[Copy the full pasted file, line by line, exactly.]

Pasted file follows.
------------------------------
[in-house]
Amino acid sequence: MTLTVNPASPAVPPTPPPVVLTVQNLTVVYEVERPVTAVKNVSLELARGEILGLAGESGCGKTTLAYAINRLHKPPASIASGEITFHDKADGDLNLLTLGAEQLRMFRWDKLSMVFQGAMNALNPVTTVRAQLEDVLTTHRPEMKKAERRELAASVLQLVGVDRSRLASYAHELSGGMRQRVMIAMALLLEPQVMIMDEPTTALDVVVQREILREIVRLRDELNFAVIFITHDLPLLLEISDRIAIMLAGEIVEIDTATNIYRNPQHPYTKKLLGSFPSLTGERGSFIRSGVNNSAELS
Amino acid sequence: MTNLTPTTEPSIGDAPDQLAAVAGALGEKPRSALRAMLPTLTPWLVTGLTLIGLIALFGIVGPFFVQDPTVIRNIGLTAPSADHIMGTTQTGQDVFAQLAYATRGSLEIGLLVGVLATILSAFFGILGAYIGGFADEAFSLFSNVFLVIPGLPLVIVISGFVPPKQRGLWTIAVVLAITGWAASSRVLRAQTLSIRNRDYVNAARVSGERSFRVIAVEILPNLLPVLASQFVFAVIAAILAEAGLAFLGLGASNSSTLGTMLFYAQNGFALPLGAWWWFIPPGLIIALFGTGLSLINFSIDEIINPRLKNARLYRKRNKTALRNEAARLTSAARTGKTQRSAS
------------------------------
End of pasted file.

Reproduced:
[in-house]
Amino acid sequence: MTLTVNPASPAVPPTPPPVVLTVQNLTVVYEVERPVTAVKNVSLELARGEILGLAGESGCGKTTLAYAINRLHKPPASIASGEITFHDKADGDLNLLTLGAEQLRMFRWDKLSMVFQGAMNALNPVTTVRAQLEDVLTTHRPEMKKAERRELAASVLQLVGVDRSRLASYAHELSGGMRQRVMIAMALLLEPQVMIMDEPTTALDVVVQREILREIVRLRDELNFAVIFITHDLPLLLEISDRIAIMLAGEIVEIDTATNIYRNPQHPYTKKLLGSFPSLTGERGSFIRSGVNNSAELS
Amino acid sequence: MTNLTPTTEPSIGDAPDQLAAVAGALGEKPRSALRAMLPTLTPWLVTGLTLIGLIALFGIVGPFFVQDPTVIRNIGLTAPSADHIMGTTQTGQDVFAQLAYATRGSLEIGLLVGVLATILSAFFGILGAYIGGFADEAFSLFSNVFLVIPGLPLVIVISGFVPPKQRGLWTIAVVLAITGWAASSRVLRAQTLSIRNRDYVNAARVSGERSFRVIAVEILPNLLPVLASQFVFAVIAAILAEAGLAFLGLGASNSSTLGTMLFYAQNGFALPLGAWWWFIPPGLIIALFGTGLSLINFSIDEIINPRLKNARLYRKRNKTALRNEAARLTSAARTGKTQRSAS